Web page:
Eat Well Eat Local
THe sioux chef's indigenous kitchen
Award-winning recipes, stories, and wisdom from the celebrated indigenous chef and his team
Sean Sherman, the Oglala Lakota chef and founder of The Sioux Chef, dispels outdated notions of Native American fare; no fry bread, dairy products, or sugar here. The Sioux Chef’s Indigenous Kitchen features healthful plates that embrace venison, duck, blueberries, sage, amaranth, and abundant wildflowers. This volume is a delectable introduction to the modern indigenous cuisine of the Dakota and Minnesota territories.
Savory Sweet: Simple Preserves from a Northern Kitchen
From corn salsa to carrot lemon marmalade with ginger and cardamom, crispy pickled red onions to garlic scape pesto with lemon thyme, and caramel apple butter with lemongrass to puttanesca sauce to -Fit for a Queen Jam---these recipes bring the best of the sweet and the savory to every menu. Low tech, simple, and fast, they eschew hot-water-bath methods in favor of chilling and freezing, keeping flavors and colors bold and bright; and they ease up on sugar to make way for the true savory sweetness of nature's finest food.
Savory Sweet is not your grandmother's canning cookbook--but it is likely to be your grandchildren's.
Beth Dooley has covered the local food scene in the Northern Heartland for thirty years: she writes for the Taste section of the Minneapolis-St. Paul Star Tribune, and appears regularly on KARE 11 (NBC) television and MPR Appetites with Tom Crann. She co-authored The Sioux Chef's Indigenous Kitchen with Sean Sherman, Savory Sweet: Preserves from a Northern Kitchen, In Winter's Kitchen: Growing Roots and Breaking Bread in the Northern Heartland, Minnesota's Bounty: The Farmers Market Cookbook, The Northern Heartland Kitchen and coauthored Savoring the Seasons of the Northern Heartland with Lucia Watson, among other books.
In addition to writing about local food in the Northern Heartland, Beth guides local food trips for Wilderness Inquiry via Taste of the Apostles.
Beth has presented to college students and community groups. She also teaches cooking classes at the University of Minnesota Landscape Arboretum. She lives in Minneapolis with her husband and three sons.
Some people follow the hottest chefs and are eager to try every new restaurant. Me? I love to cook. As a kid, I’d trail my grandmother to the New Jersey farms stands gathering sun-split tomatoes and toothsome peaches whose juices dripped down my arm. In high-school, I baked bread to sell at the gourmet shop in town and in grad school, I picked apples in a nearby orchard and baked pies for beer money. I'd devote Saturdays to whipping up Julia Child’s recipes making feasts for friends.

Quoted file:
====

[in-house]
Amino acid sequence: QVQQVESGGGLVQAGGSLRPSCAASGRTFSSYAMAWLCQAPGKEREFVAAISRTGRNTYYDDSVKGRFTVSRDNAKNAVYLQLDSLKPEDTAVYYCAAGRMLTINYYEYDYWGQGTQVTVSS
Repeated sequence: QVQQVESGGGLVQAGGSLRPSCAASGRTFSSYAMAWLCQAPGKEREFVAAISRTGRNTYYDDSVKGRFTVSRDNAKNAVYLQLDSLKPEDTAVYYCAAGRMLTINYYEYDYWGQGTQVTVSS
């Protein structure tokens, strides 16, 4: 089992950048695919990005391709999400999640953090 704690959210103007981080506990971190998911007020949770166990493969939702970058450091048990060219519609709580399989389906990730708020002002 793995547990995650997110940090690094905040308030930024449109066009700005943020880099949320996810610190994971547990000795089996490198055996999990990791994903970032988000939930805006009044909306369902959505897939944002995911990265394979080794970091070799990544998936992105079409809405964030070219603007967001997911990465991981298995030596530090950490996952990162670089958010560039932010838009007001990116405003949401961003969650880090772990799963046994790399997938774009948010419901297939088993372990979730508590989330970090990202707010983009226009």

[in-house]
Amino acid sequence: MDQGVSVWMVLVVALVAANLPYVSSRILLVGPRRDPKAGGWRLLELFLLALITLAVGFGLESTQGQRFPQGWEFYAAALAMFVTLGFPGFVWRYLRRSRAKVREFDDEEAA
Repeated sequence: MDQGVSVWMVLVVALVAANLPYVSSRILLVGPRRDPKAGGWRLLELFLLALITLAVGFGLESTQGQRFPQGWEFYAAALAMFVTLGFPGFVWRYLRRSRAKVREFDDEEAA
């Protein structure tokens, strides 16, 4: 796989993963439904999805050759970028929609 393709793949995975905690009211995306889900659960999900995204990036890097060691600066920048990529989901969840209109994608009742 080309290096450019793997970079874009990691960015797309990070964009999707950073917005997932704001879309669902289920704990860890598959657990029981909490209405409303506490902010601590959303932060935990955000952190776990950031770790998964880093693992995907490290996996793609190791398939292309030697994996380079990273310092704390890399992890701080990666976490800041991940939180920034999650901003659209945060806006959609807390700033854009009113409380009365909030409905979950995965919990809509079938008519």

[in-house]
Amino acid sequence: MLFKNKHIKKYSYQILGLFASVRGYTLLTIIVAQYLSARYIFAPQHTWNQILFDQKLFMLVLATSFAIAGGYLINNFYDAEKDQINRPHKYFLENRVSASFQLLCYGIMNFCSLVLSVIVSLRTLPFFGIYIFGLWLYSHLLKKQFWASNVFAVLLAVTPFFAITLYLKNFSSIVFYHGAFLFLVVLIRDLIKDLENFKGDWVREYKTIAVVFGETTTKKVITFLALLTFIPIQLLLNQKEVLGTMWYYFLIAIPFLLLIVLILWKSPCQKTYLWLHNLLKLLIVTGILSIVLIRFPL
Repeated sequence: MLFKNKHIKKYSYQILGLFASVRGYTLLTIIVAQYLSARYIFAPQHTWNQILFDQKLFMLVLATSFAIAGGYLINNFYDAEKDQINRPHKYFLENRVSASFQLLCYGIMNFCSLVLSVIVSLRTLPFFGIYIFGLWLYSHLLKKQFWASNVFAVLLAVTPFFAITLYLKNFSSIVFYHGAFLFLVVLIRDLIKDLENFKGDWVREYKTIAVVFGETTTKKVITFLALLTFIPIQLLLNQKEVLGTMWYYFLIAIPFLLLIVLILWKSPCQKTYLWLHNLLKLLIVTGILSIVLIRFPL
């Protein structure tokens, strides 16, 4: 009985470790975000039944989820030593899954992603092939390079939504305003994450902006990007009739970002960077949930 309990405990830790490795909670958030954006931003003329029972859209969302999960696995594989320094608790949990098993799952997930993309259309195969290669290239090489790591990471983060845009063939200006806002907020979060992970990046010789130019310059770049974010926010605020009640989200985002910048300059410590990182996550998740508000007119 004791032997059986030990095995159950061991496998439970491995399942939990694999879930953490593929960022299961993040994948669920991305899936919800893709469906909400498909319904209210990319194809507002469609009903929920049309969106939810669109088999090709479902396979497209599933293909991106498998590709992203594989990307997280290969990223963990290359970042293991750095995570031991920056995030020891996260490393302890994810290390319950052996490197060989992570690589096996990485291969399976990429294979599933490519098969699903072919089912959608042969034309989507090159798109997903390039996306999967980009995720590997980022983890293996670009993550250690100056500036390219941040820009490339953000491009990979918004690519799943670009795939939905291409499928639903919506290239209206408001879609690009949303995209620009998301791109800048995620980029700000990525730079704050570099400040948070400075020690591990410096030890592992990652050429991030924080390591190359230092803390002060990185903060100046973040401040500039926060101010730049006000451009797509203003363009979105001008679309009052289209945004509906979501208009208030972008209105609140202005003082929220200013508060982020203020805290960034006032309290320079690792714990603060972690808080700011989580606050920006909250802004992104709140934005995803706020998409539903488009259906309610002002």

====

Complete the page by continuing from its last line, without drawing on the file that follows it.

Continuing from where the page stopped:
When my husband and I moved to Minneapolis, the farmers market tomatoes took me right back to my grandmothers kitchen. And I began to understand how local organic food and best practices affect our health, our water, our land, the way animals are treated and the importance of acknowledging how tough farming is. By getting to know the people who produce my food and sharing it with friends and family, I’ve come to know and love this place and call it home. And in raising three active sons, I quickly realized that the most delicious meals are crafted from the freshest, most seasonal ingredients, with very little effort from me.
Healthy is Always in Season!
Come on into the kitchen, for in the kitchen, we’re never alone. Every time I chop carrots and sizzle onions, I conjure the food writers, cookbook authors, my family, mentors, growers, chefs and friends who have guided my work. And meet Mette Nielsen, whose photos of food and farmers always inspire and delight. We met on Madeline Island, in the Apostles, in Lake Superior, where you’ll find the sweetest wild blueberries, the crispest apples, and the best freshwater fish. A master gardener and terrific cook, her edible backyard is the source for our best ingredients and they are the stars of her work here.
Welcome to this blog and website, let me know what you think, ask questions and share ideas. I’d love to know, what are you going to cook?